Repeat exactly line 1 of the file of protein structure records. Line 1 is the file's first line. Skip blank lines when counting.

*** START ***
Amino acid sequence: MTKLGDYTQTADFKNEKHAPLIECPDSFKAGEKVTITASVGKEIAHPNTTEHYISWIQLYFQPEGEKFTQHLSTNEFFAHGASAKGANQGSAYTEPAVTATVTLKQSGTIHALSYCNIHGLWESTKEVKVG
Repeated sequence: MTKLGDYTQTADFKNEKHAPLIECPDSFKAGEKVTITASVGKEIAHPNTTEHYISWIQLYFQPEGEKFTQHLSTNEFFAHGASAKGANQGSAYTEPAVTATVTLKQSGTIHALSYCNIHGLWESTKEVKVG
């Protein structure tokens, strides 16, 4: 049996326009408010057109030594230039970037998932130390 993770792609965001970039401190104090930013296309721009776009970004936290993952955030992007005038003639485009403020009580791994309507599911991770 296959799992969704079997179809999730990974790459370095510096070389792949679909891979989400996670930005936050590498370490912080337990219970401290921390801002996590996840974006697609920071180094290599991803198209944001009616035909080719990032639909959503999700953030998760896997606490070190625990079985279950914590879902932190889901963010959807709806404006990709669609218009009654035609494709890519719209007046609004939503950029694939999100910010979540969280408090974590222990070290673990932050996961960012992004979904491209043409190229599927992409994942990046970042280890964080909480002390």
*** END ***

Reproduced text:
Amino acid sequence: MTKLGDYTQTADFKNEKHAPLIECPDSFKAGEKVTITASVGKEIAHPNTTEHYISWIQLYFQPEGEKFTQHLSTNEFFAHGASAKGANQGSAYTEPAVTATVTLKQSGTIHALSYCNIHGLWESTKEVKVG